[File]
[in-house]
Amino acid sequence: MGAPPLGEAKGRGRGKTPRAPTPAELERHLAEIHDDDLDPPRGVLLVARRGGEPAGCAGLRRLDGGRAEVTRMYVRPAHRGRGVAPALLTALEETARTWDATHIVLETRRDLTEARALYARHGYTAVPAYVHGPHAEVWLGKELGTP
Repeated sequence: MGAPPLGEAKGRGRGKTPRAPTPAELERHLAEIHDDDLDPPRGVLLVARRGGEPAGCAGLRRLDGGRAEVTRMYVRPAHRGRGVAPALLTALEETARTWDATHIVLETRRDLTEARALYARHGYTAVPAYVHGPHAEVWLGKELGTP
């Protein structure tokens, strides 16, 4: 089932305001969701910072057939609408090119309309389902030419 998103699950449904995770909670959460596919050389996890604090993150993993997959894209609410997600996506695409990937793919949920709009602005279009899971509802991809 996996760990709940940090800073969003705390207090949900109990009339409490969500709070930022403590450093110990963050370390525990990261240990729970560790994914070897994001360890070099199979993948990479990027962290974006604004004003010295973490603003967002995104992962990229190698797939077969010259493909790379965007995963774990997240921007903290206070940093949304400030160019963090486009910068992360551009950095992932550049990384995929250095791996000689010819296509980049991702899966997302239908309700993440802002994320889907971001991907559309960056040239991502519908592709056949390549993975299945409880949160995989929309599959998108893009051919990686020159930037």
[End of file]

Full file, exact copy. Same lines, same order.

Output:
[in-house]
Amino acid sequence: MGAPPLGEAKGRGRGKTPRAPTPAELERHLAEIHDDDLDPPRGVLLVARRGGEPAGCAGLRRLDGGRAEVTRMYVRPAHRGRGVAPALLTALEETARTWDATHIVLETRRDLTEARALYARHGYTAVPAYVHGPHAEVWLGKELGTP
Repeated sequence: MGAPPLGEAKGRGRGKTPRAPTPAELERHLAEIHDDDLDPPRGVLLVARRGGEPAGCAGLRRLDGGRAEVTRMYVRPAHRGRGVAPALLTALEETARTWDATHIVLETRRDLTEARALYARHGYTAVPAYVHGPHAEVWLGKELGTP
């Protein structure tokens, strides 16, 4: 089932305001969701910072057939609408090119309309389902030419 998103699950449904995770909670959460596919050389996890604090993150993993997959894209609410997600996506695409990937793919949920709009602005279009899971509802991809 996996760990709940940090800073969003705390207090949900109990009339409490969500709070930022403590450093110990963050370390525990990261240990729970560790994914070897994001360890070099199979993948990479990027962290974006604004004003010295973490603003967002995104992962990229190698797939077969010259493909790379965007995963774990997240921007903290206070940093949304400030160019963090486009910068992360551009950095992932550049990384995929250095791996000689010819296509980049991702899966997302239908309700993440802002994320889907971001991907559309960056040239991502519908592709056949390549993975299945409880949160995989929309599959998108893009051919990686020159930037």